Growth Of Chivalry In Sir Gawain And The Green Knight

  • Words 430
  • Page 1
Download PDF

“Sir Gawain and the Green Knight” is an example of the fourteenth-century metrical and alliterative romance, which forms vital medieval verso relevant in contemporary society. Although there are continuous studies about this work, intellectuals have failed to locate the poet, however, the brilliance of the writer is easily recognized. In this case, the Gawain poet mixes fabulously with mastermind realism, pagan folklore with aspects of the Christian ideal to balance the mood of the narrative based on the premise of the description and wording. Most importantly, since the initial publishing of the poem, it has stimulated many studies and discussions. While some people believe that a good and chivalrous knight is by being brave, loyal, and showing piety, Christian morals dictate that it is also demonstrated by being repentant and showing grace. To be chivalrous and a Christian, you must have grace by asking for and returning forgiveness. In Sir Gawain and the Green Knight, Sir Gawain was tested for his courage, piety, and truth, and through this growth, he finally understood that every person falls short of perfection and sins. It is by God’s grace that people can be chivalrous.

Sir Gawain’s test emanated from the offer of the beheading game (Christian game) since it served as a challenge. Using Gawain, many chivalry aspects and requirements are manifested since the character was required to fulfill them. In this case, the plot of the poem brings out an aspect of feudal duty, which seemed to force Gawain to speak up and face the horrifying supernatural giant (Burrow 4). As an exhibition of loyalty, Gawain comes out to safeguard his Lord, body, and pride. Concurrently, the moment the Green Knight made his plea, Gawain and all Arthur’s men remained silent since the chevaliers were astonished by his supernatural look. As a result, Gawain wrestled with the feudal duty and fear of both his life and the mystical, making him remain silent all that time. However, whenever Arthur spoke, Gawain was supposed to respond by executing his feudal role. As a man, this character does not answer this call, while as a knight, he protects his liege. As a result of protecting his Lord, the youthful knight shows feudal loyalty, patriotism, and humility alongside posing as an advocate of good.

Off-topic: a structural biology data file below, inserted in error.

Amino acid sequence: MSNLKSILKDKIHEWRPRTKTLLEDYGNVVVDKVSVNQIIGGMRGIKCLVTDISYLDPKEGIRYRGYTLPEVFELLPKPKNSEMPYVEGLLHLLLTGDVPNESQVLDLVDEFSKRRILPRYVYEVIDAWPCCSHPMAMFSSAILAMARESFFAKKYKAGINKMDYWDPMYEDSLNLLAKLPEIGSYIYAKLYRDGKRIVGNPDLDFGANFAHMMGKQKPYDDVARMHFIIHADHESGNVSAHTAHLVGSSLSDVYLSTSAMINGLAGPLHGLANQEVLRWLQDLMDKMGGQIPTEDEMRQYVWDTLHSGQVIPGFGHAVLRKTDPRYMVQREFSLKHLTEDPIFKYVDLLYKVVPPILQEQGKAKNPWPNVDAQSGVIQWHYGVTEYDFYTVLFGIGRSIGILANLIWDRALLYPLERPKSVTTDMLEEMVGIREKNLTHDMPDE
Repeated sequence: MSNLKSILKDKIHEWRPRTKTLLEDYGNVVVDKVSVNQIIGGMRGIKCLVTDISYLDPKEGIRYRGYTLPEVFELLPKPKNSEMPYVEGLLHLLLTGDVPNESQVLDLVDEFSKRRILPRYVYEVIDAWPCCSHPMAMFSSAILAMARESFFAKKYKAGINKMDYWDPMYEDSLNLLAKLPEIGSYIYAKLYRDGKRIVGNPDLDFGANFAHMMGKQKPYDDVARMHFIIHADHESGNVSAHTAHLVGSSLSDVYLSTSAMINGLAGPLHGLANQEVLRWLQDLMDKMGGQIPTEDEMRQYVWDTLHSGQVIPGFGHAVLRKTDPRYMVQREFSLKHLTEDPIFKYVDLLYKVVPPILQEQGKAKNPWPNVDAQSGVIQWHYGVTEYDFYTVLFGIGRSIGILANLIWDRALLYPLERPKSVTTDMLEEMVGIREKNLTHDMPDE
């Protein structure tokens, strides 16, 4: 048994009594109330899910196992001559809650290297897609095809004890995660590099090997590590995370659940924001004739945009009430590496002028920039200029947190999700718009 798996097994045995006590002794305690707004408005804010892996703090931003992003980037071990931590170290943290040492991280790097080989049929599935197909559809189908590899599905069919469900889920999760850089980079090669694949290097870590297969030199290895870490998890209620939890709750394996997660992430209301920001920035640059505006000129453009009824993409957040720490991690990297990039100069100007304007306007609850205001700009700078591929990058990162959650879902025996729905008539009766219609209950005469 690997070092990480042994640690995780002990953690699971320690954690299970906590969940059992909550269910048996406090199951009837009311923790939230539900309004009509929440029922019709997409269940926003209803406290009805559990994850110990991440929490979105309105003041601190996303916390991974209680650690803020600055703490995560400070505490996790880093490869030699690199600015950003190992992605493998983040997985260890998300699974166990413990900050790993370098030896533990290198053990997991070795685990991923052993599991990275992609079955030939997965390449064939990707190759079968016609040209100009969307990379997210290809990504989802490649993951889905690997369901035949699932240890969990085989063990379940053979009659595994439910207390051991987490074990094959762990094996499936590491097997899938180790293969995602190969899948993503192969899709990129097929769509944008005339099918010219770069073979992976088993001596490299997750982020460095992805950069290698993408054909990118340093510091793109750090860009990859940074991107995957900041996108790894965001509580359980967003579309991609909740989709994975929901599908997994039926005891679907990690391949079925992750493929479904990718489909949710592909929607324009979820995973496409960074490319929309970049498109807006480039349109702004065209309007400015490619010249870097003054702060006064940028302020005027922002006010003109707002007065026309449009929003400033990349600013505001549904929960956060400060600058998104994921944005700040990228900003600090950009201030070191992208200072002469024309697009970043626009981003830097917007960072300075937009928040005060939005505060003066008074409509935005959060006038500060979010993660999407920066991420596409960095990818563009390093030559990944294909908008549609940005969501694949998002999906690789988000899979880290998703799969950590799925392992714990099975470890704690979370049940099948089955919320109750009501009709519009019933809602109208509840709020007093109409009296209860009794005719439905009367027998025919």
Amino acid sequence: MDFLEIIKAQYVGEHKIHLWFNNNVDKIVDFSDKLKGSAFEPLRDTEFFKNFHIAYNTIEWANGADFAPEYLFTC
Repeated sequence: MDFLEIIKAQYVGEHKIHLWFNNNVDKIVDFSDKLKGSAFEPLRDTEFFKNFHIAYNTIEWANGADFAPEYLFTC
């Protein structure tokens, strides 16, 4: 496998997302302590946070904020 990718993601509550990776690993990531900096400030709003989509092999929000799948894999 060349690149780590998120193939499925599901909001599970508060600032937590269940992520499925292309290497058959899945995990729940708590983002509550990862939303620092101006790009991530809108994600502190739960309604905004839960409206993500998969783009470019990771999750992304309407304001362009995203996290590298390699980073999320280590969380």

Click to get a unique essay

Our writers can write you a new plagiarism-free essay on any topic

As mentioned earlier, Gawain is in the middle of personal conflict brought up by chivalric obligation versus fear. Although fright is the primary factor that made him reluctant to respond to the Green Knight’s test, the feudal duty overpowers his terror. Besides, pride and chivalry come out to be the primary determinants of Gawain.


We use cookies to give you the best experience possible. By continuing we’ll assume you board with our cookie policy.